U.S.S. Chief (code name Frogtown) voyage to and service at Saipan: routine anti-submarine work; bombardment, attack, and landing on Saipan; Japanese aerial attacks; U.S.S. Chief engaged in anti-submarine picket duty; patrol duties along southern tip of Saipan; U.S.S. Chief escorts heavy cruisers conducting operations off Saipan; sharpshooter destroys horn mine.
Chapter XII - The Sea of the Dead and Other Oddities, 1992 Pages 144-152
Enemy military and civilian dead afloat at sea; encounter with Japanese aircraft off Tinian; U.S.S. Chief's new anchorage off Garapan Town; U.S.S. Chief attracts enemy sniper fire; attach by Japanese raft; U.S. ships flatten island with gunfire.
Chapter XIII - A Time to Sweep, 1992 Pages 153-160A
U.S.S. Chief minesweeping in Magicienne Bay: shore party to sight locations of marine mines; shore party barraged by mortar fire; U.S.S. Chief's officers and men in good relations; mass hara-kiri (suicide) among Japanese soldiers and civilians of Saipan.
Chapter XIV - Banzai, 1992 Pages 161-171
July 7, U.S.S. Chief at berth in Tanapag Harbor, Saipan: confusing combat actions on beach and dangers to those aboard U.S.S. Chief; combat activities on island last over four hours, with 5,000 Japanese soldiers attacking 1,500 members of Fourth Marine Division; continued U.S. military actions to secure Saipan; crew from U.S.S. Chief visits Saipan and receive beer ration; souvenirs, including Japanese papers and wooden bullets.
Chapter XV - Tinian...To "D" Day and Beyond, 1992 Pages 172-183A
U.S.S. Chief circumnavigating Tinian and on picket duty in the Marianas: reduction in enemy air raids with securing of Saipan; U.S.S. Chief's lack of fresh food; nighttime patrol duty alert to Japanese threats and wayward mines; Schramm sickened by concussion from Marine Corps gunfire onto Tinian; U.S.S. Chief unseals D-Day orders for attack plan; Schramm's duty charting course to landing zone; description of landing attack on Tinian; U.S.S. Chief outruns mortar barrage; escorting submarine back to Saipan; U.S.S. Chief to accompany supply ships back to Pearl Harbor; Saipan and Tinian secured.
Chapter XVII - "You'll be Sorry"...Boot Camp, 1992 Pages 195-215
1943 autobiographical information: training and life at Sampson Naval Training Station; Little Creek Amphibious Training Base, Virginia; quartermaster's school; selection to fill quartermaster slot on LST; training aboard LST at Solomons Island, Maryland.
Chapter XVIII - Stateside...For Awhile, 1992 Pages 216-227A
U.S.S. Chief voyage from Saipan to Pearl Harbor, San Francisco, and San Pedro for refitting: Schramm's duty as steersman; unloading of munitions at ammo dump in Port Chicago, California; Schramm sent to base hospital, diagnosed as suffering from combat fatigue; Schramm sent to Navy recuperation hospital at Santa Cruz.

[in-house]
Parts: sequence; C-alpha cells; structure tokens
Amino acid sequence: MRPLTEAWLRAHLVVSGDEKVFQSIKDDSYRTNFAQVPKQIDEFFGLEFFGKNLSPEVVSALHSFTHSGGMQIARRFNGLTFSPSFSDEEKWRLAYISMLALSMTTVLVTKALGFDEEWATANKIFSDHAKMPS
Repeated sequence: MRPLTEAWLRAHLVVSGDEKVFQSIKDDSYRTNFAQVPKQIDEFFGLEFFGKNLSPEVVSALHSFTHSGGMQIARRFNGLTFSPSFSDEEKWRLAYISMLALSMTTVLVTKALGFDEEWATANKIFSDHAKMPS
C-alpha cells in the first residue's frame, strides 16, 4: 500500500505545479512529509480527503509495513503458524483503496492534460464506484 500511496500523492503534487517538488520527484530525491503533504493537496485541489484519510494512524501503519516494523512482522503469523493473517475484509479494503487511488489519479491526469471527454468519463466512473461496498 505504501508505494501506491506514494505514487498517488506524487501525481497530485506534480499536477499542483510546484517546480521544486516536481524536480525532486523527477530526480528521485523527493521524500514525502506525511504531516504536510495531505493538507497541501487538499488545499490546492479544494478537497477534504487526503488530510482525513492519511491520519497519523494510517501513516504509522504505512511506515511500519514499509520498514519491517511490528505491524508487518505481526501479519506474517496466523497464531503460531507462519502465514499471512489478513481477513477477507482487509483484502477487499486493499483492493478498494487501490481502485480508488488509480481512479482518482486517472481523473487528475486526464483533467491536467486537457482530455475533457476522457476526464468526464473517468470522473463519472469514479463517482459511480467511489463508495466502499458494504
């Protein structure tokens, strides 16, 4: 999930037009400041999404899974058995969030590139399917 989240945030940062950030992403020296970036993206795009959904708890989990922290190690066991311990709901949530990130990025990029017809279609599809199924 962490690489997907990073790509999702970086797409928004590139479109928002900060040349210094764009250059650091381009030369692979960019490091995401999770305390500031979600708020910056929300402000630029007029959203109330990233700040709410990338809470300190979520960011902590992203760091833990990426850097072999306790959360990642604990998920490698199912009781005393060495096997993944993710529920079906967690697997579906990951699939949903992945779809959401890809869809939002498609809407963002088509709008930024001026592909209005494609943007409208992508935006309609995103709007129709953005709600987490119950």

Chapter XIX - Back to Sea, 1992 Pages 228-236
Schramm's return to duty in early 1945: journeys aboard Liberty Ship troop carrier back to Pearl Harbor and rejoining U.S.S. Chief; U.S.S. Chief's Commanding Officer, LCDR Wykoff replaced by LCDR Winslow; convoy duty to Marshall Islands; transfer by basket stretcher of an ill black soldier; Schramm assigned to stand by in steering engine room to steer in case bridge power lost; Schramm sees his first helicopter.
Chapter XX - The Last Campaign, 1992 Pages 237-244
U.S.S. Chief convoy run back to Hawaii and on to Okinawa: continued convoy duty; "first meal" initiation of new sailors; trip to Marshall Islands, Yap, and Ulithi; sailors' craps table on Mog Mog Island; U.S.S. Chief's engine problem delays her participation in Okinawa invasion; Schramm given U.S.S. Chief's ensign and commissioning pennant prior to his return to the U.S.; Schramm's return to Pearl Harbor aboard troop ship with U.S.S. Franklin survivors who are accused to desertion; Captain orders silent treatment of Franklin survivors, but order is ignored.
Chapter XXI - Winding Down, 1992 Pages 245-252
Schramm's return to San Francisco, assignment to Algorab, and discharge: assignment to Oakland shore patrol; assignment to attack cargo ship U.S.S. Algorab (AKA-8), where he updated and corrects charts and sailing orders; Japanese surrender; inventorying and cleaning Algorab prior to decommissioning; Schramm ordered to burn charts and sailing orders; account of mutinous incident aboard Schramm's former ship, LST 45; history of U.S.S. Chief; Schramm's discharge from the Navy.